The CRP was thoroughly explained to the study participants. Subjects who consented to participate in the CRP were included in the cardiac rehabilitation (CR) group. Subjects who agreed to participate in the regular follow-up but did not enroll in the hospital-based CRP were included in the non-CR group. Basic information, such as sex, age, education status, marital status, job status, and coexisting acute or chronic diseases, was documented for each group. To determine the presence of comorbid diseases, the patients completed questionnaires about hypertension, diabetes, cancer, tumor, stroke, osteoarthritis, rheumatic disease, chronic musculoskeletal pain, and dermatitis.

Methods

All of the participants underwent an exercise tolerance test (ETT) and completed a QOL questionnaire on their first visit to the CHRC, 2 weeks after they underwent a PCI. After the initial work-up, patients were thoroughly informed about the elements of the CRP and they made their decision regarding participation in CRP. After they made their decision regarding participation in CRP, both groups were educated on the recommended home-based exercises. The intensity of the home-based exercise program was based on the result of ETT in each patient. All participants were educated on their target heart rate, which was calculated such that it corresponded to 60%–80% of their maximal oxygen consumption. Participants were encouraged to reach their target heart rate while performing their home-based exercises. Patients in the non-CR group did not use a heart rate monitoring medical device. However, they were educated on self-monitoring of their heart rate by counting their radial pulse for 10 seconds and multiplying that number by 6. After the patients received thorough education on the recommended home-based exercise program, they were discharged. Over the following 2 months, the CR group participated in the hospital-based CRP. The non-CR group did not receive any specific rehabilitative treatment apart from self-administered home-based exercises. After 2 months, the patients in both groups underwent another evaluation for comparison. Physical evaluation and questionnaires were administered by rehabilitation medicine doctors who were not involved in the study.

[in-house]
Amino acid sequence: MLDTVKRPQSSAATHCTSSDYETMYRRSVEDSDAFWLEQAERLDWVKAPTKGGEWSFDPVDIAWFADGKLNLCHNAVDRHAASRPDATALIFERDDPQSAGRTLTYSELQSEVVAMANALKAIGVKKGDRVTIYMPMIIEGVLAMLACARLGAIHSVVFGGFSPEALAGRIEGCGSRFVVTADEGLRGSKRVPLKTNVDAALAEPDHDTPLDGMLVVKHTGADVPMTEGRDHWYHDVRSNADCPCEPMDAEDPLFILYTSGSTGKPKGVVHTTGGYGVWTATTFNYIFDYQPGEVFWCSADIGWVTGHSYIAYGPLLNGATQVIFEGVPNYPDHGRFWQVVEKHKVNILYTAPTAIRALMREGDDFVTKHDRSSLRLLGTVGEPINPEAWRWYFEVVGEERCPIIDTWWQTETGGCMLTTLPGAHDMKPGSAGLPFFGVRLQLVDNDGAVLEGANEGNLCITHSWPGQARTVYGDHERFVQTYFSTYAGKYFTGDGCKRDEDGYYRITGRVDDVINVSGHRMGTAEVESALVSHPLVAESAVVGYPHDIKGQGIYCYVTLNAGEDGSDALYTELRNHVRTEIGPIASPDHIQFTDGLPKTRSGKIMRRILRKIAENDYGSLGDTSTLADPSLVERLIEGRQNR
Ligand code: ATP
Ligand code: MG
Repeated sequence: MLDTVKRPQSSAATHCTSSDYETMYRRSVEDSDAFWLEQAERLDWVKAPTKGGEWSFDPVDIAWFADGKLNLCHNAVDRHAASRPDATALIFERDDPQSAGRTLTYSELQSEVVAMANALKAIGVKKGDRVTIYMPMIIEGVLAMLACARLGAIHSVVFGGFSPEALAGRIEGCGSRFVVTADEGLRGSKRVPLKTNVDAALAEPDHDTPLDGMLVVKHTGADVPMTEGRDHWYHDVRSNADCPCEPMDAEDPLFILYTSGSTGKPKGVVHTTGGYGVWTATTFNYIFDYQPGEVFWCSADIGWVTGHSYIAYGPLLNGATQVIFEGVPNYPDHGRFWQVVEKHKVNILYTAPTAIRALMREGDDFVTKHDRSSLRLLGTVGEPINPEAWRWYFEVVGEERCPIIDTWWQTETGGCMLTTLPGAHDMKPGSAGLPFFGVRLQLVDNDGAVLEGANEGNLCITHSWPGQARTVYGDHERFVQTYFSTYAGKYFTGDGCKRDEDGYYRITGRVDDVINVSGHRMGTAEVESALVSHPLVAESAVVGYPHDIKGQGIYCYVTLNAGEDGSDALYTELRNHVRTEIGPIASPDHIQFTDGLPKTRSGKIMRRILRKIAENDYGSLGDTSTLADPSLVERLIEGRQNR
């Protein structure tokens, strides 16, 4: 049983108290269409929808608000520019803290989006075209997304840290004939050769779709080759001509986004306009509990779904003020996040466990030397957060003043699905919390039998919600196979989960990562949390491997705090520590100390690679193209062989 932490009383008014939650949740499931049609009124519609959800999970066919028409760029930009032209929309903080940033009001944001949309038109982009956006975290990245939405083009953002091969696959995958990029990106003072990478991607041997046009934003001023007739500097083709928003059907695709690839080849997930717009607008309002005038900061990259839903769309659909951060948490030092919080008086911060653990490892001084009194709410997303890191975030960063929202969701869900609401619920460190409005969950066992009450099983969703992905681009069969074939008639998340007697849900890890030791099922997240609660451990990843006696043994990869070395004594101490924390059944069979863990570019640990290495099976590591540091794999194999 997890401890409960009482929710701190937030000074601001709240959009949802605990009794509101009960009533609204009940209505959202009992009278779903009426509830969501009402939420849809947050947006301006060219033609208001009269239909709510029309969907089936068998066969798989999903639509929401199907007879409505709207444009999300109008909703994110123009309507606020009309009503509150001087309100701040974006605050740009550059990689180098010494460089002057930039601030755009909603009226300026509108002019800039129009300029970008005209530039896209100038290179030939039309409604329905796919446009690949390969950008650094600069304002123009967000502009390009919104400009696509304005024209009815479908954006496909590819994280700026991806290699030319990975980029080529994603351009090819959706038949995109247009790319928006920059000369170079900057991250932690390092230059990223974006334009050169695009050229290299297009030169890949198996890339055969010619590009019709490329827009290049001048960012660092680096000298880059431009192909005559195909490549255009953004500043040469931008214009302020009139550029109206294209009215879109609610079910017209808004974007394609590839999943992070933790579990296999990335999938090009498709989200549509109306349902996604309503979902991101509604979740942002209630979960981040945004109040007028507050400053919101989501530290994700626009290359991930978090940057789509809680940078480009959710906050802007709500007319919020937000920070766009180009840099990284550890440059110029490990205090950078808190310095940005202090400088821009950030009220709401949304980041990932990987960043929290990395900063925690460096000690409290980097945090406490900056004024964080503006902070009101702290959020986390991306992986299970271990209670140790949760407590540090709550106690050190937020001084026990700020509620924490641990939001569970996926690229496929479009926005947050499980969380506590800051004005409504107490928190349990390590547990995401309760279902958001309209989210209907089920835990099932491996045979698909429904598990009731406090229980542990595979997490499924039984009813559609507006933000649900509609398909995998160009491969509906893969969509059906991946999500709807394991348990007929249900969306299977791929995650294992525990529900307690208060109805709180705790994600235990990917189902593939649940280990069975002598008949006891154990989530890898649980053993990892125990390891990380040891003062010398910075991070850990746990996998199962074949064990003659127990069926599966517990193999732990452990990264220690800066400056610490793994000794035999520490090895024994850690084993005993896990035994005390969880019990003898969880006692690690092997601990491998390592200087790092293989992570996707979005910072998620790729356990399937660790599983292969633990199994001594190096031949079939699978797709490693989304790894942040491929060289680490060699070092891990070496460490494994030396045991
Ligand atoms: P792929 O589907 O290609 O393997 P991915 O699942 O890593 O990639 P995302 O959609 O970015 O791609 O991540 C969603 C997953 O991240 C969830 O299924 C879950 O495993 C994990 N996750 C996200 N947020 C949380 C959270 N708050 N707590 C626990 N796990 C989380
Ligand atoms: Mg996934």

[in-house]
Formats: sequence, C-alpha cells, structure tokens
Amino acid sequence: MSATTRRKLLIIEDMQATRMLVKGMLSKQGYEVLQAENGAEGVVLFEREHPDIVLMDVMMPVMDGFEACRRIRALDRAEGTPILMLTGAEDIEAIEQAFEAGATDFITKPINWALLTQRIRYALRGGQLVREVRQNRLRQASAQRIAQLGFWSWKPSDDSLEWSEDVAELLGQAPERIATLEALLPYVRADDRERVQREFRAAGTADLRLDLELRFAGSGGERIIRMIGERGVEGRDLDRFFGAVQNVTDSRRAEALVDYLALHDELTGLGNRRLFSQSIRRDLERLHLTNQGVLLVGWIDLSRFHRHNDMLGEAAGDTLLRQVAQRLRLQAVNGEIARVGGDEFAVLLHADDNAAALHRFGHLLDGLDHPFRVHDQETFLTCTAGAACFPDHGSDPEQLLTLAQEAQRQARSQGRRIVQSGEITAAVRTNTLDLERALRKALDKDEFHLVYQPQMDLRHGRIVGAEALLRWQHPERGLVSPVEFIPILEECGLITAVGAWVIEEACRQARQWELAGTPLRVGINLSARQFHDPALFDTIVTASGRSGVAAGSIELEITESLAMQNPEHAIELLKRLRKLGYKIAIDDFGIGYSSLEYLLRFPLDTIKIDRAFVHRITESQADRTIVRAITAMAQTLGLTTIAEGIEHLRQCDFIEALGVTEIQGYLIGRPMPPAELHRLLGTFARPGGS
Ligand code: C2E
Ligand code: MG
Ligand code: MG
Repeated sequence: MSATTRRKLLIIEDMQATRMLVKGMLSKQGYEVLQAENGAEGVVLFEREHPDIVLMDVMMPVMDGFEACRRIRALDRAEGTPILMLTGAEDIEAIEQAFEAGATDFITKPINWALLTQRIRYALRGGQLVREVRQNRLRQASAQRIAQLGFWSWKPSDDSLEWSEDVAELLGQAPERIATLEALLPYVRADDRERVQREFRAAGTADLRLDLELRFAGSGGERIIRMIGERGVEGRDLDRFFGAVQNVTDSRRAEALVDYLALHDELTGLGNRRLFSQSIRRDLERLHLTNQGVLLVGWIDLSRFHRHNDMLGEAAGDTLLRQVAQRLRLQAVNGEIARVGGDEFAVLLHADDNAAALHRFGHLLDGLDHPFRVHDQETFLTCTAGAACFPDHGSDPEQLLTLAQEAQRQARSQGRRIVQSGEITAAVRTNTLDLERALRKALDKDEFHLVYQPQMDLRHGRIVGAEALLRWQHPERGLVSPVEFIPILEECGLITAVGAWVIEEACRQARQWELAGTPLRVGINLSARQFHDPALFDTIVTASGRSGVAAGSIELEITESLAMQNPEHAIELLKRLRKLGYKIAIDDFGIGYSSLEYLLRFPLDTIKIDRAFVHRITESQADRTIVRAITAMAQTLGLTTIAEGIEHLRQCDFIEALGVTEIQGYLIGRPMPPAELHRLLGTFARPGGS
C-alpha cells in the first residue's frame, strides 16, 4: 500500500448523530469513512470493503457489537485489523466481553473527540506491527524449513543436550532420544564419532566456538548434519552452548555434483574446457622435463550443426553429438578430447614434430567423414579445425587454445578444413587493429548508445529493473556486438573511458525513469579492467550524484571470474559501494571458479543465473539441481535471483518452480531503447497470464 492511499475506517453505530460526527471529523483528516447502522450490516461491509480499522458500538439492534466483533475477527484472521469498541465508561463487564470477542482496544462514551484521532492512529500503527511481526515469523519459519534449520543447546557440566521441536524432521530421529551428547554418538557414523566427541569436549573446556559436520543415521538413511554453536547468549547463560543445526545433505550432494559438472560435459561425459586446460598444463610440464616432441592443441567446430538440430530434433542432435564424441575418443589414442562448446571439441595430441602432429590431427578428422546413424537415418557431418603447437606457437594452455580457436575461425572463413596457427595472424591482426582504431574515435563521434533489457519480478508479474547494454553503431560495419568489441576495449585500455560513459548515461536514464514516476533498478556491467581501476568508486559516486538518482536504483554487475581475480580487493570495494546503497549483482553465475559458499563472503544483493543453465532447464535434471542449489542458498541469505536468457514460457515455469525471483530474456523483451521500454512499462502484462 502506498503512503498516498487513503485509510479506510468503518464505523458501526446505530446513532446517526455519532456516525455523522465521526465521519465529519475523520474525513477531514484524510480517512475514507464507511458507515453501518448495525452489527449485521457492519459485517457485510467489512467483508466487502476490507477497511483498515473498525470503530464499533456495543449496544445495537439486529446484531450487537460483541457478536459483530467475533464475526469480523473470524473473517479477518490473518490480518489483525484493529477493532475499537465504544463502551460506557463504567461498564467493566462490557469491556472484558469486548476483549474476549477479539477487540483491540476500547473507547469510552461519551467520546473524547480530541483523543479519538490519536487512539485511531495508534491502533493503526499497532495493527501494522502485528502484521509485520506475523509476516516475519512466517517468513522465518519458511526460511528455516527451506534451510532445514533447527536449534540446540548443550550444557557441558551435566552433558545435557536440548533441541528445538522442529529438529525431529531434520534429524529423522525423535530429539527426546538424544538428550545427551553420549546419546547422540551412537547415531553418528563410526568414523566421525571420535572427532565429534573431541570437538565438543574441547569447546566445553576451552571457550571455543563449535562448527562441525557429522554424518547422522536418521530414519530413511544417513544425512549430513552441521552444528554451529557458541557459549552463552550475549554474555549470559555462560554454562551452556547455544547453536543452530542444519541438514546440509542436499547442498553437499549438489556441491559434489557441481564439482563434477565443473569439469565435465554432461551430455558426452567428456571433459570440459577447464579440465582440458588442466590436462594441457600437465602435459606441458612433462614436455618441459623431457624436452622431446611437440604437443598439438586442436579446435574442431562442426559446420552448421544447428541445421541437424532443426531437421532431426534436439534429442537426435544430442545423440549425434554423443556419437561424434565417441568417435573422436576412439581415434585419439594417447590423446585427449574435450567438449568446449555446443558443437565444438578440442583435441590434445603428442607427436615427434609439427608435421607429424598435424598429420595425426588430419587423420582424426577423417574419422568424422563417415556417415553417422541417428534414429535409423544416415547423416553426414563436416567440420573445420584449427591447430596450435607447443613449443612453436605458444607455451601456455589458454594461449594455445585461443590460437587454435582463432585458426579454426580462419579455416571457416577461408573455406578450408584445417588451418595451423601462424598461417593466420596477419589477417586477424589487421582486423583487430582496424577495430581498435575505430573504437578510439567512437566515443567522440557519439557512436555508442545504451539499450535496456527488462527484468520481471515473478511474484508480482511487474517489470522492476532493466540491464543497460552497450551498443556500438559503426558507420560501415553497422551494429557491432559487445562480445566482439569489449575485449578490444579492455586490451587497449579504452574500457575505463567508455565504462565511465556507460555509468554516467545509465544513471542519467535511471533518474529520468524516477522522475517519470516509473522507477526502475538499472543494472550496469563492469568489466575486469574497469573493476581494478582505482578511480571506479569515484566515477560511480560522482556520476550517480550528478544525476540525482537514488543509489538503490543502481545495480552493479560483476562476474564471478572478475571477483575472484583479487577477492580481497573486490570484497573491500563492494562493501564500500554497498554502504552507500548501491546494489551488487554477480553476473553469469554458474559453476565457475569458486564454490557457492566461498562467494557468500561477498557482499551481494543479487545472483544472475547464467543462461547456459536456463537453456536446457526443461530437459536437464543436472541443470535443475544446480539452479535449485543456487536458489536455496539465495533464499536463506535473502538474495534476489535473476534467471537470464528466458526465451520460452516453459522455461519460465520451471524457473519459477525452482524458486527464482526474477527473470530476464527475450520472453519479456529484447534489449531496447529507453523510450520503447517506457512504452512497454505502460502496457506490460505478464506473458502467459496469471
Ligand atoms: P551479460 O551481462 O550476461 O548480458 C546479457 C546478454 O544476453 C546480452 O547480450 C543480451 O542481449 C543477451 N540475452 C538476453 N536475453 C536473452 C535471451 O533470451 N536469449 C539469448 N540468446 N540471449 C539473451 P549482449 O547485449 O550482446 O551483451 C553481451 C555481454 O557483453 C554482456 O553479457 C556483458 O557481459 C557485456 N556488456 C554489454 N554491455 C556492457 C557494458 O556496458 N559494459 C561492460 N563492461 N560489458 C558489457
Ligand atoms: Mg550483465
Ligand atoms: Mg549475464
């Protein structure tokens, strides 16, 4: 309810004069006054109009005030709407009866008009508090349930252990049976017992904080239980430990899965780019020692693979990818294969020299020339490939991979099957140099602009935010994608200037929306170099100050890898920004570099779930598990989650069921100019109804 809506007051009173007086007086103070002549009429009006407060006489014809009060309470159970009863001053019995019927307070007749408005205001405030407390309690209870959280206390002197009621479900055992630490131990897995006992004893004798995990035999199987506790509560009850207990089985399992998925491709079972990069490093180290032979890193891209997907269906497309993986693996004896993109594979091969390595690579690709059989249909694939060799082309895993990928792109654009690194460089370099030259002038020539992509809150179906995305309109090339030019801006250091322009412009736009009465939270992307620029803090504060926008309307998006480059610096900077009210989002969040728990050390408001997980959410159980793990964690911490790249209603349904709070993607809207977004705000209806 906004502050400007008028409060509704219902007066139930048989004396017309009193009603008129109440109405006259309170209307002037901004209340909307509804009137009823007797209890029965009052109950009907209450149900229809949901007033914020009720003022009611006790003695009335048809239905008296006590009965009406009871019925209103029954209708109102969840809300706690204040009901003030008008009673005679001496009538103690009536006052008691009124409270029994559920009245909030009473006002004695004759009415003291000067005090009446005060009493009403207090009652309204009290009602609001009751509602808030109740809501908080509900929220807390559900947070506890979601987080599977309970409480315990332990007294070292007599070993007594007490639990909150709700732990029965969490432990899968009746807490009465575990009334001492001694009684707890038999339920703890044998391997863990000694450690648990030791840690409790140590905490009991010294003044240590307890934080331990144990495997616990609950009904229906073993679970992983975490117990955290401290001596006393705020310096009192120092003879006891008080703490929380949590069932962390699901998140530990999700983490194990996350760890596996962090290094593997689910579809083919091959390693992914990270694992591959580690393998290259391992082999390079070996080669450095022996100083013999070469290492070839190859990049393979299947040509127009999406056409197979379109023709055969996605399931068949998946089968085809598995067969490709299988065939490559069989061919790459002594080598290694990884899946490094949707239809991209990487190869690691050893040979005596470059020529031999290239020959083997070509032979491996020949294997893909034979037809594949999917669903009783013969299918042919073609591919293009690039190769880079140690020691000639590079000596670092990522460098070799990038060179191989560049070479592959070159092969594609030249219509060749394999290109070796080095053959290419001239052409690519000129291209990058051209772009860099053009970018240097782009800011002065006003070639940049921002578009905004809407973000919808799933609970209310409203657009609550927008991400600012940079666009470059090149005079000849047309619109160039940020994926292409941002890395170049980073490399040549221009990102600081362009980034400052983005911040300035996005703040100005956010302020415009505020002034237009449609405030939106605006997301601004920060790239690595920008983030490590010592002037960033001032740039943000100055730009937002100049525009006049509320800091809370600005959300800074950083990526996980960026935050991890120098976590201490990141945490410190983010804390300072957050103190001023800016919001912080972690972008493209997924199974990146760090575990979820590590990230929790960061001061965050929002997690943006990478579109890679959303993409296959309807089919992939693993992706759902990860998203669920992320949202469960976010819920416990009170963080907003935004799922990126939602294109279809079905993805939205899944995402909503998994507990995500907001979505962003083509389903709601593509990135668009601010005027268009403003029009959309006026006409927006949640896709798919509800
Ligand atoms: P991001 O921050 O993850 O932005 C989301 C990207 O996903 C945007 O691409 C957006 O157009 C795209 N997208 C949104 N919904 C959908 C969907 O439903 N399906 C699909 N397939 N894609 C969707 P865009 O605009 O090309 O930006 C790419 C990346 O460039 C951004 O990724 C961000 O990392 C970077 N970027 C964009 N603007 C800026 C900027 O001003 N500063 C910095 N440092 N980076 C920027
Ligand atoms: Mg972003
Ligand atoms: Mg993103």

This study was conducted by Kyungpook National University Hospital and it was approved by the Institutional Review Board of Kyungpook National University (IRB No. 2016-03-004). Written informed consent was obtained from all participants in the study.

Cardiac rehabilitation program

The CR participants were taught by a physiatrist, CR therapist, nutritionist, and a coordinator during a 1-hour education session before they were discharged. The patients were provided with a published CHRC brochure on CAD during their initial education session and before discharge. Patient education included information about risk factor identification, a behavior change program, and counseling by a CR therapist. During the risk factor identification session, the physiatrist collected information on the patient's age, family history, and individual medical history including hypertension, diabetes, hypercholesterolemia, smoking, alcohol intake, obesity, and stress; the physiatrist then used this information to explain to each patient how these factors relate to CAD. Patients were educated on the intended effects and the potential side effects of their medications. During the behavior modification program, patients were educated on the methods to control their risk factors. In addition, the nutritionist performed counseling to help the participants improve their eating habits. Based on the basic information provided by the nutritionist, the rehabilitation coordinator explained to each patient the proper caloric intake and the recommended eating behavior. During the counseling session by the CR therapist, patients observed the exercises performed by other participants as well as they received a demonstration of the exercises from the therapist for a better understanding.

The CRP exercise prescriptions were based on the results of the symptom-limited ETTs which the participants completed 2 weeks after they underwent PCI. The patients participated in the CRP for 60 minutes, 3 times a week for 8 weeks. The CRP consisted of 10-minute warm-up exercises, 45-minute primary exercise program, and 5-minute cool-down exercises. The warm-up exercises included 2-minute walking and whole body stretching with the exercise therapists. The cool-down exercises also included whole body stretching. An electrocardiogram monitoring device was applied to each patient, during the entire exercise session. A single CR therapist monitored and supervised each patient in a 1-on-1 manner. After each session, proper feedback about the exercise performed was given to the patient by the CR therapist.